The Mudcat Café TM
Thread #81820   Message #2964676
Posted By: JeffB
13-Aug-10 - 06:14 PM
Thread Name: Origins: Roll, Alabama Roll
Subject: RE: Origins: Roll, Alabama Roll
My version, which is entirely from oral sources, seems to be the English "standard", except for the first verse which I have heard only once. It makes a good finishing verse too. The last verse here is usually - Off the three-mile limit in '65 / the Alabama went to her grave, but I've changed that as the year is wrong. Perhaps I should do something about the claim that she was in Cherbourg to pick up prize money as well.

Let us build the Alabama they said
and she'll be a vessel all men will dread.

Oh the Alabama's keel was laid
in the Atlantic yard of Jonathan Laird.

Down the Merseyway she sailed and then
Liverpool fitted her with guns and men.

To the Western Isles she then set forth
to destroy the commerce of the North.

And to Cherbourg town she came one day
to collect her count of prize money.

But those sailor boys they met their doom
when the Kearsage sailed in view.

For a cannonball that fateful day
shot the Alabama's stern away.

Off the three-mile limit in '64
she sank and never did rise no more.

The Western Isles are the Azores, where Semmes took on water and stores.

Some years ago I came across a digitalised book written by one of the Alabama's officers about her career, which took her as far as the East Indies. I've had a look but can't find it now (no doubt it's still somewhere on the Net; I believe it was done by an Ivy League University) but among many interesting details he mentioned that about a third of her crew were British.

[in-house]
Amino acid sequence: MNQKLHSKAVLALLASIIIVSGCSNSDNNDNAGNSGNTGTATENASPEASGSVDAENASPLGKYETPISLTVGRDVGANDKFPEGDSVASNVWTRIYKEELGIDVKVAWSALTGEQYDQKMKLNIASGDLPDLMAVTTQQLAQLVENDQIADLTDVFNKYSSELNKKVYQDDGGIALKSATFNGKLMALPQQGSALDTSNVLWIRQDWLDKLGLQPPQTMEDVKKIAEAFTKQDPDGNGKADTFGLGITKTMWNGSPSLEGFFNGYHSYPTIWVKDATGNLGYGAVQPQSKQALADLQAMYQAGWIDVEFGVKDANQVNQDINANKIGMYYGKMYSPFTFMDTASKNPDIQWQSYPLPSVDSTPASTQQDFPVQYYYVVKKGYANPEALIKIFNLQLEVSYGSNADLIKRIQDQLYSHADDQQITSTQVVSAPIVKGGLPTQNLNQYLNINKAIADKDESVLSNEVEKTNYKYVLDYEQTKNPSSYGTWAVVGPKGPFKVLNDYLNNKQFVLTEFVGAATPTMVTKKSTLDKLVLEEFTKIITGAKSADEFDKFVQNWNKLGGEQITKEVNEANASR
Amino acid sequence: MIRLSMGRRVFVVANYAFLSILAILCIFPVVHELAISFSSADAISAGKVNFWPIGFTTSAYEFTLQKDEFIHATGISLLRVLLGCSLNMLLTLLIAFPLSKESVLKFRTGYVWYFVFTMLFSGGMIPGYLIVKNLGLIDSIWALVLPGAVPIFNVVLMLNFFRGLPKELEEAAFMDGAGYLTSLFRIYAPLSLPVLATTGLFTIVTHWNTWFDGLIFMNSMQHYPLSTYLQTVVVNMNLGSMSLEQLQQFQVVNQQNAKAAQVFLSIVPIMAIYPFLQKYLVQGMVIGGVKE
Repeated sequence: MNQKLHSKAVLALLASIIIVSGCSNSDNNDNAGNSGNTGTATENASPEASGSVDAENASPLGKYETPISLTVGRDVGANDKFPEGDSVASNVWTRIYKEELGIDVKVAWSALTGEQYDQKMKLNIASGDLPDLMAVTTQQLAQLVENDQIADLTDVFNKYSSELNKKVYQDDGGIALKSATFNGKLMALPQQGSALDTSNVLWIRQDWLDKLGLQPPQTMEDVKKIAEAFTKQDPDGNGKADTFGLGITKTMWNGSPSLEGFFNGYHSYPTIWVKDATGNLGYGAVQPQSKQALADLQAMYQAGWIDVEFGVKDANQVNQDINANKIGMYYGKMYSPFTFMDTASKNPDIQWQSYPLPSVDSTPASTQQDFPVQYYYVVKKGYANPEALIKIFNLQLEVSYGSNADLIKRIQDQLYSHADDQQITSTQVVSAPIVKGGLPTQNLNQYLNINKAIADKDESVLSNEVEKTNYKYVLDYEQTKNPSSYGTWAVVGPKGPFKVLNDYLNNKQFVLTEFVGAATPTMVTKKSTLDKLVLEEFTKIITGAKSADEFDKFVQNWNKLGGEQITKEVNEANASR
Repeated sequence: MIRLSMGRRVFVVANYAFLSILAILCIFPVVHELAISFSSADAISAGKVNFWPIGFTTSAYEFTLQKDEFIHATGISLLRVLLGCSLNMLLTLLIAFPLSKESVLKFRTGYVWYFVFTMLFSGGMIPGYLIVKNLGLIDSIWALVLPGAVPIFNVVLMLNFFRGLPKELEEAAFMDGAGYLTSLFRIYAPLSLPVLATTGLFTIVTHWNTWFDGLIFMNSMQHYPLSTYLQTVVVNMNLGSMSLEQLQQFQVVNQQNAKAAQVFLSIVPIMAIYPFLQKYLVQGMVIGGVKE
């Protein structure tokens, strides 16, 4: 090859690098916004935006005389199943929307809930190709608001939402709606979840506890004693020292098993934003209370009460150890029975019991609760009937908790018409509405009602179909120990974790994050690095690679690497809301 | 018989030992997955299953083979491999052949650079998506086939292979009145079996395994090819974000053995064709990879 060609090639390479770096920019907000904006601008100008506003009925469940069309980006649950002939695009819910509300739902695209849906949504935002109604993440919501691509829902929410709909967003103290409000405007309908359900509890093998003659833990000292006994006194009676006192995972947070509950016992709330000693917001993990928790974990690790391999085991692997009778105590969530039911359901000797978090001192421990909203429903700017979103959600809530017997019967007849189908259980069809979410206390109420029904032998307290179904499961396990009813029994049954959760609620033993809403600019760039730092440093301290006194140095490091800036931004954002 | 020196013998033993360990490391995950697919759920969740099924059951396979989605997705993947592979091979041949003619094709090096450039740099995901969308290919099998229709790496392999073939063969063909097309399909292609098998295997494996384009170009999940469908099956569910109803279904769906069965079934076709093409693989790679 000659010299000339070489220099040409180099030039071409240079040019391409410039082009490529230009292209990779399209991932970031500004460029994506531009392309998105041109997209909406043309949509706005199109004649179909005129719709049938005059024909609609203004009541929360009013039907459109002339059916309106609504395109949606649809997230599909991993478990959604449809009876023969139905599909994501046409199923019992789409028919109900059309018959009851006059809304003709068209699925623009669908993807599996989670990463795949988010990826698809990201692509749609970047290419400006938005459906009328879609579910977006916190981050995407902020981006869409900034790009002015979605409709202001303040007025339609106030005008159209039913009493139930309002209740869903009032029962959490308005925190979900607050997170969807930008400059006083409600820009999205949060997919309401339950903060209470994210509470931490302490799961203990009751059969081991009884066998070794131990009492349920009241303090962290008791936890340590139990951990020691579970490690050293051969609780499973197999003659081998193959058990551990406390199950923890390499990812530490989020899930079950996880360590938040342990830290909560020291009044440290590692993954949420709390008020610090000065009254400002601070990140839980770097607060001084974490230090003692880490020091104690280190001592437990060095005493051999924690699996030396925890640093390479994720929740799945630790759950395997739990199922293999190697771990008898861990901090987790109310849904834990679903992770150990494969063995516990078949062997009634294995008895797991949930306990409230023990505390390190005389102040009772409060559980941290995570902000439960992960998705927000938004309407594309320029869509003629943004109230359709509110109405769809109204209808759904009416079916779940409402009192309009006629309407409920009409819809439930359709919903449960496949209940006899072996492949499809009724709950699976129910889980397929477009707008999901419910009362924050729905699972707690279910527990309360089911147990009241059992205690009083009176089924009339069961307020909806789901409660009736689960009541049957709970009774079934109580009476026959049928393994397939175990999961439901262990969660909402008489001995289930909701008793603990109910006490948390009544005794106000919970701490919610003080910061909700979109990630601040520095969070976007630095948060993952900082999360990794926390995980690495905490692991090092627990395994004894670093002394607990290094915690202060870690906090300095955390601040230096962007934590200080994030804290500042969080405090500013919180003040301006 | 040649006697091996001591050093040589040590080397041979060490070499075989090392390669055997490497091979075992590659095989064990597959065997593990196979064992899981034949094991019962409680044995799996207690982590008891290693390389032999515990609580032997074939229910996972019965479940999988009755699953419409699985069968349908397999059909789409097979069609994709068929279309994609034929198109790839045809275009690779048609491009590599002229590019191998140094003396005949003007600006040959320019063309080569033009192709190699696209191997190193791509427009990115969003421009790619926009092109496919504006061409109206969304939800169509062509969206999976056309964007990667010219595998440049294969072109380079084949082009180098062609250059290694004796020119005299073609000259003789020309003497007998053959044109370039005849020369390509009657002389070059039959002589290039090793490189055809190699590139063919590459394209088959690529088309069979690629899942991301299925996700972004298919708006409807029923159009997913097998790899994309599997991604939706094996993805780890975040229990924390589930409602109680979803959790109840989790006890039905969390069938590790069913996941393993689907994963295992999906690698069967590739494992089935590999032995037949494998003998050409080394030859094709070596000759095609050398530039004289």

The British Government turned a blind eye to her construction and was generally pro-Confederate because the Union blockade of the southern cotton ports was damaging the valuable English textile industry. During the war the Manchester mills had to import Indian cotton which was much inferior.

In the duel in the Channel the Kearsage enjoyed two distinct advantages. One was that Winslow had prudently fitted her with chain armour which prevented a lot of damage; in fact Semmes later said that if he had known this he would have refused to fight. A second was that the Alabama's explosive ammunition had deteriorated. I saw somewhere a photo of the Kearsage's sternpost, which is preserved somewhere with an unexploded shell embedded in it. Once the Alabama's steering was hit her outside chance dwindled to zero.

I notice that the earliest date of collection is 1925. Would that be Hugill's version?